Jar the Floor
WHEN WAS THE last time you saw a play and felt the ground move beneath you? After a forgettable summer for theater, that rare sensation reappeared last week. Plainly put, Jar the Floor rocked my world. And it's a hell of a kickoff for Penumbra's 21st season--even if it is a revival of a fairly recent production.
Ideally, African American theater, like all other, should involve female sensibilities as well as male, and women playwrights, directors, and actors as much as men. That's what Penumbra gives us here. This is what sexual equality looks like.
All that gender stuff aside, Jar the Floor also presents some of the finest, tightest writing, directing, and ensemble acting I've seen in a while. I'm not sure what they do over at Penumbra that some other theaters aren't doing--perhaps it's simply a question of age, maturity, and familiarity with the material. Whatever it is, if I were a director, I'd be taking notes.
The play, written by Cheryl West, is about one day in the life of a family of women--from great-grandmother MaDear to great-granddaughter Vennie. It's about the junk that people pass down through generations--the guilt, insecurities and resentments--and it's also about forgiving people for the weaknesses they can't help, no matter how awful. The show's thesis comes out through Lola, the woman in the middle of it all, who is at once a granddaughter, daughter, mother, and grandmother:
"Look like every week Oprah got some crazy on her program that's killed somebody or raped somebody or can't keep a job or got some other kind of problem and who they say is the cause? They mother! It's a damn shame that the woman responsible for bringing you into this world got to hear you rise up one day and blame her for every ill that comes your way... bunch of ungrateful SOBs... makes the hair on the back of my ass rise."
The women have gathered for MaDear's 90th birthday; her husband is dead, and she now lives with her granddaughter, MayDee, while spiralling into senility. None of these women gets along with her own mother or daughter: Each has disappointed the other bitterly. Like most of us, these women can't see their mothers as fully human individuals who did their best with what they had. For MaDear and Lola, that has meant laboring in menial jobs and relying on a man, or in Lola's case, a series of men. For MayDee, it's meant working obsessively to get through college and graduate school, never spending much time with her own child, Vennie. Each left home at the first opportunity, each used guilt or cruelty on her own daughter--despite Lola's statement that "We ain't what you would call a guilt family." The only relaxed connections are between grandmother and child, where distance--both financial and genetic--allows for vulnerability.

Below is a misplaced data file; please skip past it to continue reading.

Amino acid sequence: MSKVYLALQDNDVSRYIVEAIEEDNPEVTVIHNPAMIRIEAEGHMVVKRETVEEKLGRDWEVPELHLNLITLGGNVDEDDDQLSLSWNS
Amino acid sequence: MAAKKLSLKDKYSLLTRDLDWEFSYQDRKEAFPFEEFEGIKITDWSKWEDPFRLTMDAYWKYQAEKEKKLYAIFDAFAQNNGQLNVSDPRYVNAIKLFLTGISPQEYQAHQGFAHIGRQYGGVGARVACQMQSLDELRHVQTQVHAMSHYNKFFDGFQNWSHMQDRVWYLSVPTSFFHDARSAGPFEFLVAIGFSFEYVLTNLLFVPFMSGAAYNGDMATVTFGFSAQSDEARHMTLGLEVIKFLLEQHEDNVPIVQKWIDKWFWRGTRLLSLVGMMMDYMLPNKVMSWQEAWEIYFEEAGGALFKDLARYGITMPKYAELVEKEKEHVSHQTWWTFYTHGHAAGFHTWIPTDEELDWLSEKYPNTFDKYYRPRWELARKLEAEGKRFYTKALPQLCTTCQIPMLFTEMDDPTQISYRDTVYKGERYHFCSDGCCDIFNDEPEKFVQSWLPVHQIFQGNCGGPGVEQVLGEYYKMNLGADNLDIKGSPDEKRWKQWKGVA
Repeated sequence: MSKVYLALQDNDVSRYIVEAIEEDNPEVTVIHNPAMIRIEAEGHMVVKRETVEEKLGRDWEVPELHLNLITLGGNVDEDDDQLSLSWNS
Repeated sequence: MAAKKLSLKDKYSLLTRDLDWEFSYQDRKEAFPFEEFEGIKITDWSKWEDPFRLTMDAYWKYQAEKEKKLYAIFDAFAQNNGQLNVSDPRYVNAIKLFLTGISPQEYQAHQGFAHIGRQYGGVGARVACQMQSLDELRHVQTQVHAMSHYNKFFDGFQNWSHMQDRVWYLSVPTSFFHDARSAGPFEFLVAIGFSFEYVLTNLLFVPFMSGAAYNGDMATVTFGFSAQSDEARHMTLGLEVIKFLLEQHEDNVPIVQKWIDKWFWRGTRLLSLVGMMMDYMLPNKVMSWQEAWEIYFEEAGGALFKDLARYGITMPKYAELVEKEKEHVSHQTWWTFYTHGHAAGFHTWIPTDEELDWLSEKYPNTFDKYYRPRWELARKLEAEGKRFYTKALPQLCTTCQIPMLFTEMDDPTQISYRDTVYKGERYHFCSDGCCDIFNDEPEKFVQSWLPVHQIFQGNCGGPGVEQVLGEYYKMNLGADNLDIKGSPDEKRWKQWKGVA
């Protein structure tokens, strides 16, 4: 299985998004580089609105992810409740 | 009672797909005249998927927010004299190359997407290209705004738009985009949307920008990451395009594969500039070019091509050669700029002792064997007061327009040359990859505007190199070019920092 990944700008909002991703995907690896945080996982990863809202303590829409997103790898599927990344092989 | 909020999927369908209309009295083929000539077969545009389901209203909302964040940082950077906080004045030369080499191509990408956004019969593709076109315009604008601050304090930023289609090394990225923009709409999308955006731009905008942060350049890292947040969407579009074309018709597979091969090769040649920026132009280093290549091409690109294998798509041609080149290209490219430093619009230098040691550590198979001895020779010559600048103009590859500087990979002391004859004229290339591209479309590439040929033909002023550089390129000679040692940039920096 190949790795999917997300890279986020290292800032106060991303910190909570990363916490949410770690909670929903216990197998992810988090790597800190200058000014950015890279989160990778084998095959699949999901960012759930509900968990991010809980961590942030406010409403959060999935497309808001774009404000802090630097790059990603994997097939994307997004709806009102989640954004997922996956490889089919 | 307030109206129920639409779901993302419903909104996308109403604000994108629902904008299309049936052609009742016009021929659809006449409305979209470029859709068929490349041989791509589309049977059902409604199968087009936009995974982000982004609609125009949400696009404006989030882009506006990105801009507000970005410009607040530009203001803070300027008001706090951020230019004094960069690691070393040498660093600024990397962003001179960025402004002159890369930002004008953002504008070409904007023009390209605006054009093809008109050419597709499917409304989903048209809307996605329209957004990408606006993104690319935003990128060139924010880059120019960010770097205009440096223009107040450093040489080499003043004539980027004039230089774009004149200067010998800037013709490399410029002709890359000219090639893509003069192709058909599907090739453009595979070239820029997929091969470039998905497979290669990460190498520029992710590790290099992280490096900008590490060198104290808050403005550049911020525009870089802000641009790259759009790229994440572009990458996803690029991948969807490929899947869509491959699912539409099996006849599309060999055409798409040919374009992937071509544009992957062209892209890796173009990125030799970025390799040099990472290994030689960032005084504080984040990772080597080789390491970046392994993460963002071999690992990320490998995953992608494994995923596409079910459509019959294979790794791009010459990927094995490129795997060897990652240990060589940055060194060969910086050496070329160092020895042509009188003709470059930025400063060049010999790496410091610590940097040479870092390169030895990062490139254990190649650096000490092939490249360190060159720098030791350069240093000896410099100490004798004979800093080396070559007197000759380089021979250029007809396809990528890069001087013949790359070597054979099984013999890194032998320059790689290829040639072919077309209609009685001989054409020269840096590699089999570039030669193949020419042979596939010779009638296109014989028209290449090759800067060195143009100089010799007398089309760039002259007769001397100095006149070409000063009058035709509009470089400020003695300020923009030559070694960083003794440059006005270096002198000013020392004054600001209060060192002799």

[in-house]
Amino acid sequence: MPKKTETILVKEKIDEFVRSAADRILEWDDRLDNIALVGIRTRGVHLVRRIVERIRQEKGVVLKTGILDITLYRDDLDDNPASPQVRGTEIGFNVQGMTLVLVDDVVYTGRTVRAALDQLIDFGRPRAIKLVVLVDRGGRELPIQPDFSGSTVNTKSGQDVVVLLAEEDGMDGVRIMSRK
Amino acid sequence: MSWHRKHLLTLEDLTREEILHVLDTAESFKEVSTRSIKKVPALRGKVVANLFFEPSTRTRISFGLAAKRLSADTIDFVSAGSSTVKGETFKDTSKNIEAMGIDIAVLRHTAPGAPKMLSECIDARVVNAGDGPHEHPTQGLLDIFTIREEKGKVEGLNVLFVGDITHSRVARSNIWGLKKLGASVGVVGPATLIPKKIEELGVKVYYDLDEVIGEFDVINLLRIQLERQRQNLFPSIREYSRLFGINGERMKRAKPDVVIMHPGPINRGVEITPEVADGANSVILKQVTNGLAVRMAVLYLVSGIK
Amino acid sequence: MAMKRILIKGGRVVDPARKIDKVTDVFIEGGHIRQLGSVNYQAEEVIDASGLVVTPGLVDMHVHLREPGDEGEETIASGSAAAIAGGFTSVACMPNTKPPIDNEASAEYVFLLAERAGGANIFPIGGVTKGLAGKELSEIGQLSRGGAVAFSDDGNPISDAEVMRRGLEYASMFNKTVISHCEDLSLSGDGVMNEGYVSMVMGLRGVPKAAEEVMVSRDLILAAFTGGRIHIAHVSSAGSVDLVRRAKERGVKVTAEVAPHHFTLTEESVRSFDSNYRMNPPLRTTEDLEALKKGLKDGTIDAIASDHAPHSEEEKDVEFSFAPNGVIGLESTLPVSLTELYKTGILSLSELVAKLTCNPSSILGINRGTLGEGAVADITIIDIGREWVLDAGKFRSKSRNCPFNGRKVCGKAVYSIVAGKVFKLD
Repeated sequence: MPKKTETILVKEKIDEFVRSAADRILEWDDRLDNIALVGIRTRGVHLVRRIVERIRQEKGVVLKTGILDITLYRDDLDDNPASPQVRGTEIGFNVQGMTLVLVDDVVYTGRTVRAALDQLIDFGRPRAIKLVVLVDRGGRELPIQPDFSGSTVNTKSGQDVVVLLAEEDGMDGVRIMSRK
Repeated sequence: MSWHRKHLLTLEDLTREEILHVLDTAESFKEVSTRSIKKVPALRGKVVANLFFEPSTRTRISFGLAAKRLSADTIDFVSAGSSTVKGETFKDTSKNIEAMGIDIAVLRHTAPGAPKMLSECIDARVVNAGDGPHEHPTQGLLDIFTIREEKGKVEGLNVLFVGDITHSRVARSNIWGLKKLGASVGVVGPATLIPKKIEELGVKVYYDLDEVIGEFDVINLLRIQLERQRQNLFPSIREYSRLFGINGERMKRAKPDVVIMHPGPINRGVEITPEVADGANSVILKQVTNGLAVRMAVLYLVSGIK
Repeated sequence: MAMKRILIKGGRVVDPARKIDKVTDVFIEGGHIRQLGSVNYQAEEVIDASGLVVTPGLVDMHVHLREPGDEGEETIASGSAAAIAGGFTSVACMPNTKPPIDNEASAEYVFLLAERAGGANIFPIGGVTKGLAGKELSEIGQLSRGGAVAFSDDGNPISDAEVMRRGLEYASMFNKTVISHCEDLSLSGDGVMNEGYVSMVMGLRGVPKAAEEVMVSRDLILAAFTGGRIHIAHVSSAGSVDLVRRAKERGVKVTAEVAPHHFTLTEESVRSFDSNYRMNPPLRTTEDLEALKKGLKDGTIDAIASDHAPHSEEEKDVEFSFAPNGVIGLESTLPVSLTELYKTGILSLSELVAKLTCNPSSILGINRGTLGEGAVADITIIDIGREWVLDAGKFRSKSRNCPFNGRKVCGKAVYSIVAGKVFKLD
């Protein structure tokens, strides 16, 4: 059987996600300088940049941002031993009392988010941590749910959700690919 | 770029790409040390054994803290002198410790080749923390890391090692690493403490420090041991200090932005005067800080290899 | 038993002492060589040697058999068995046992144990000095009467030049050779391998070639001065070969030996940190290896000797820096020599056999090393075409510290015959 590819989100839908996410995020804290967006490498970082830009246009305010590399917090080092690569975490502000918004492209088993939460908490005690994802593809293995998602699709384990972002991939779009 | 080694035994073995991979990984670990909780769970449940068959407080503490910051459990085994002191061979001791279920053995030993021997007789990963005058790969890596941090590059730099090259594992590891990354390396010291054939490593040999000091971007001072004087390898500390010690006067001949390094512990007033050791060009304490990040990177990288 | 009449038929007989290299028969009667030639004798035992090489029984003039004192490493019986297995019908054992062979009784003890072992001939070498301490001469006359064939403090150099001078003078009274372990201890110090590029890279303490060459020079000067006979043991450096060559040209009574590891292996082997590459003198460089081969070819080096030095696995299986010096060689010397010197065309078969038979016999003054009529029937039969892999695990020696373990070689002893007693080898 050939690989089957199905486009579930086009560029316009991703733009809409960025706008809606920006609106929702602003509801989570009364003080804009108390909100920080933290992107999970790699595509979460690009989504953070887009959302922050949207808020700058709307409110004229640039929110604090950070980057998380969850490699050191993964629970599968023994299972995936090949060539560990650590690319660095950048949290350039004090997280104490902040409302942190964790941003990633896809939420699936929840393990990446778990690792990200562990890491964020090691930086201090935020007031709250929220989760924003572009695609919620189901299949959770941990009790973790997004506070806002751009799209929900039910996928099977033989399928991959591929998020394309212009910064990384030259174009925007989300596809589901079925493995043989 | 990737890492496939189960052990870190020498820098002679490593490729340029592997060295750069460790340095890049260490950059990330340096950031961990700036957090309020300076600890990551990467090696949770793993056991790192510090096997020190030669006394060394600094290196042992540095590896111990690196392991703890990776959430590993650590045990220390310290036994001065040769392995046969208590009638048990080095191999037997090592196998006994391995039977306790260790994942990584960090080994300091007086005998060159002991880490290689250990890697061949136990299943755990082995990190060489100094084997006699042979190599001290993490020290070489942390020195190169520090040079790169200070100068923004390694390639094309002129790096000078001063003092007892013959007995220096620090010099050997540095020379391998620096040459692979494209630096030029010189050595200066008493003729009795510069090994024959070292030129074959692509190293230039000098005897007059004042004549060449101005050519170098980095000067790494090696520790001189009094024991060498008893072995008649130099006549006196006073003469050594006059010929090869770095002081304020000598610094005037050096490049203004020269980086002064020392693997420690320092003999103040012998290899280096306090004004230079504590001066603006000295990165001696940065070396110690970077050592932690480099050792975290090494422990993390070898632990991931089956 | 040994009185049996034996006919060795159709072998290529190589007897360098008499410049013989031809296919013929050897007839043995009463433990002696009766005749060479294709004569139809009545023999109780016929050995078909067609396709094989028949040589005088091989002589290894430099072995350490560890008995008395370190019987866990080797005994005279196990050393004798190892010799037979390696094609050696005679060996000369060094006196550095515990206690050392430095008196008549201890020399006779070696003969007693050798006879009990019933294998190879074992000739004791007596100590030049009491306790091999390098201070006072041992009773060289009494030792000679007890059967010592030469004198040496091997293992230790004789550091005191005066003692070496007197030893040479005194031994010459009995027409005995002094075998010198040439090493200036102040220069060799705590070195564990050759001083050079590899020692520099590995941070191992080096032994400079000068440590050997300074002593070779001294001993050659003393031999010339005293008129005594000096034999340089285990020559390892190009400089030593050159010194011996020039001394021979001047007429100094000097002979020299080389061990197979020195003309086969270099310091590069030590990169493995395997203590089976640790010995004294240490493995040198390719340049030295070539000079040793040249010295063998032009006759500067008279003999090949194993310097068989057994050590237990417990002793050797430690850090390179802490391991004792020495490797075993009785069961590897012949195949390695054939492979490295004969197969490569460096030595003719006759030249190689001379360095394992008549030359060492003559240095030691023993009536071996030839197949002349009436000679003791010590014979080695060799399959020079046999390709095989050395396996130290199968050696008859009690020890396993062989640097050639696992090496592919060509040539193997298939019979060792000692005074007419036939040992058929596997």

The mix is leavened by Raisa, the play's only white character; she's Vennie's new lover and recently underwent a mastectomy. Raisa's a puzzling monkeywrench, a risky addition that pays off slowly and beautifully. With all these tensions, Jar the Floor is a high-wire act where, as Raisa puts it, people are constantly knocked down. The cast is flammable and fantastic--especially Edna Duncan as MaDear and Rebecca Myers as Lola (both members of Penumbra's original production cast). They have the script's rhythms in their marrow and take repeated risks--Rice with her manic dancing and firecracker delivery, Duncan with her ventures between tenderness, misery, acidity, and pure delusion. But all these women shoot each other with swift words and little mercy; it's difficult to watch, and would be unbearable if not for constant outbursts of gut-level humor. Faye Price as MayDee is a painful mix of sugar and stress, though she occasionally overstates her character's false breeziness.
One would imagine the rehearsal process was fairly wild, but director Bette Howard (of New York's Black Spectrum Theatre) says she pulled these performances out by helping the actors relax: The cast spent the first four days of rehearsal hanging out, talking over their characters, gaining rapport, telling stories of their own families. Howard also decided early on that she would direct this as a drama, not a comedy. And it pays off: Though we're laughing throughout, we almost never feel the actors are trying to be funny. Likewise, in the gorgeous and devastating climax, the emotionalism stays just this side of sentimentality. The tension between extremes is a fine throughline pulled taut from beginning to end. Nothing comes easy. Because of that, we feel burned and baptized by play's end.
Jar the Floor plays at Penumbra Theatre through November 9; call 224-3180.
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